Also, dynamics are the most important part of playing in theatre after tempo. Depending on the size of the theatre, you might find that FF actually means "hit the drum from half an inch above it, as opposed to an eighth inch above it." On the other hand, in a big theatre, you might be able to play slightly harder. Still, the focus is on the vocalists, and often, that means you will be playing quietly the entire time, even when it's big hits, etc. In order to assist with this, I usually use much thinner sticks than I normally do (I usually use 5As with my band). Something jazz oriented.

Another thing...it is easy to get distracted by watching the show. There may be songs you don't play (I'm not sure in Oliver, I haven't done that yet, but am booked to play it in late February/early March). There can also be long stretches of time where the pit doesn't play at all. At this time, you are sitting in a relatively dark area, with a performance happening right behind you...it's ok to watch it a little bit, but don't get distracted to the point where you miss the conductor trying to cue the next song, or talk to the pit about dynamics for the upcoming song. A lot of the time, if a conductor notices that a singer is struggling with volume, or knows that the singer has a cold, he or she will whisper to the pit between songs, "Keep this one softer." There may be other instructions, too, such as, "Last night I went too slow on this next tune, so be ready to fly." Also, I find that many conductors will tap out the next songs tempo before they raise their wand, just to check that they have it correct in their own head. By watching this, instead of the show, you will be more prepared to start with the conductor.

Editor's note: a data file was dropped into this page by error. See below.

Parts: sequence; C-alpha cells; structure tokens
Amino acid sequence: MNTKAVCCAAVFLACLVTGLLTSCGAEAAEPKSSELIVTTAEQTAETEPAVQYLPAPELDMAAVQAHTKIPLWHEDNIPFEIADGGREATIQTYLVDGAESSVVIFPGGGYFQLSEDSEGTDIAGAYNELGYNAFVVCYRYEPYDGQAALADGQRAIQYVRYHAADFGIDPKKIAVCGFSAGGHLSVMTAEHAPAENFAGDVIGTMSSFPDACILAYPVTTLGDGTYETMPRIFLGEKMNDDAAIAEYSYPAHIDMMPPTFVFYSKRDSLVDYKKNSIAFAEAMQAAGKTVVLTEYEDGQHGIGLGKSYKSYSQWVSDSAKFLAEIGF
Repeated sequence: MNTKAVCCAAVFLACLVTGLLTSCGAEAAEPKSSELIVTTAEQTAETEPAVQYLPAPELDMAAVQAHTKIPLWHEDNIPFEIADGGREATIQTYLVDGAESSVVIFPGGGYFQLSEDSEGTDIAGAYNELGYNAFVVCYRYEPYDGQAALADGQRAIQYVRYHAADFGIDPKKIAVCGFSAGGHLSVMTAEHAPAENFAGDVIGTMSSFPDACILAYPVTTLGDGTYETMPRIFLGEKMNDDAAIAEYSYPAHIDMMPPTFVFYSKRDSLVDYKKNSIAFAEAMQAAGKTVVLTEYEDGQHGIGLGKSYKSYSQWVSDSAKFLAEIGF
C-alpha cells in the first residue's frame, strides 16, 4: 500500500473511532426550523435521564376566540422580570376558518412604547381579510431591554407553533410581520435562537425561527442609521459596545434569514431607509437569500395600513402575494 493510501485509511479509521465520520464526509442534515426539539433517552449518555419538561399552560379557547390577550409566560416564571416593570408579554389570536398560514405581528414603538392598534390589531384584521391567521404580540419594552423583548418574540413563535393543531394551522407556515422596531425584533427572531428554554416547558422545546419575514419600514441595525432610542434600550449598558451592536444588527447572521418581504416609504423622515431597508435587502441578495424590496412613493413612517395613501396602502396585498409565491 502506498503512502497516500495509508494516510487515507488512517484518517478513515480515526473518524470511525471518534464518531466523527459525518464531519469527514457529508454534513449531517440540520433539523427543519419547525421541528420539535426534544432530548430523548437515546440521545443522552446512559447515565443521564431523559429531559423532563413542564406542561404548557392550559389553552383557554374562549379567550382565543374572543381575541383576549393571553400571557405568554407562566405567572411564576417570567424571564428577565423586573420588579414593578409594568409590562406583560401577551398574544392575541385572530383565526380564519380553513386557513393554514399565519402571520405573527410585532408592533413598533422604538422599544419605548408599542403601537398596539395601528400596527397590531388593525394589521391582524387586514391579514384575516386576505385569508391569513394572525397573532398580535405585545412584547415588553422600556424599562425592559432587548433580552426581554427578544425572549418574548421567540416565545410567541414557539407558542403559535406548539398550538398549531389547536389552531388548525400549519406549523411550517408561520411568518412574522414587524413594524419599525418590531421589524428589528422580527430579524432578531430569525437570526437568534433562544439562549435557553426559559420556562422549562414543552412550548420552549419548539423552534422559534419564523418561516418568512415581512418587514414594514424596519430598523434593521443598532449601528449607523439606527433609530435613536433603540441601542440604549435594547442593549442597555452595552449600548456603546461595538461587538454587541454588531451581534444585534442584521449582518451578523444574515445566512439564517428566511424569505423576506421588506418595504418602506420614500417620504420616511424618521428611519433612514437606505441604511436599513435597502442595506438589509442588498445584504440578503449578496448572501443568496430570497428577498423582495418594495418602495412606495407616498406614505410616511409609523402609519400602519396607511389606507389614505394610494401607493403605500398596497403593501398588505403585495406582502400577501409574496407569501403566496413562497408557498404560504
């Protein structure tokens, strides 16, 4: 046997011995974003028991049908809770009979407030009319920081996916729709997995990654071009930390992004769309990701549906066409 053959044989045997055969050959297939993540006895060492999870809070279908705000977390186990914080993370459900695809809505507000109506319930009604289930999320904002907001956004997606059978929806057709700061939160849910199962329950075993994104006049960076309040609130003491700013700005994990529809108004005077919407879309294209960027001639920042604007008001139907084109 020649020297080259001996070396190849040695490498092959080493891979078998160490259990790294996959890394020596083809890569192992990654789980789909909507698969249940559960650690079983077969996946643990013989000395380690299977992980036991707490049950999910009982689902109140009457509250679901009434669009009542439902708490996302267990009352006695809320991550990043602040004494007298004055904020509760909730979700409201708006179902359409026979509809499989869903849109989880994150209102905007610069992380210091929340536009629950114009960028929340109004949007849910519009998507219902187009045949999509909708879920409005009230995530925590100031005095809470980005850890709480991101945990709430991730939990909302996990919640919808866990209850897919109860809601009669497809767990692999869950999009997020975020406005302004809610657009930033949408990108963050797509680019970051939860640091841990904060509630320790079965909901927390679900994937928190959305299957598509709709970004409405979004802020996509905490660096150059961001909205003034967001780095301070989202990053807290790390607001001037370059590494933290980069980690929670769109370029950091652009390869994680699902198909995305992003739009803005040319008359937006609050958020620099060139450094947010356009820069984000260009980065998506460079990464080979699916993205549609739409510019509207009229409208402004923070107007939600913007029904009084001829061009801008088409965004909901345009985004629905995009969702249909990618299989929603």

Make sure you ask about dress code (usually all black), and arrival time (sometimes they want to practice parts before the show). Make sure that you get there before the arrival time, with enough time to uncover the drums (if they are covered), make sure your music and accessories are in place, find a bottle of water for yourself, etc.

Also, a lot of times, theatre people are VERY kind. You are doing them a huge favor. You may get a lot of praise from actors, the director, and your fellow pit musicians. I'm not kidding when I say that the first time I subbed, I got not one, not two, but THREE standing ovations at the rehearsal I did. It felt great...but make sure you take it with humility.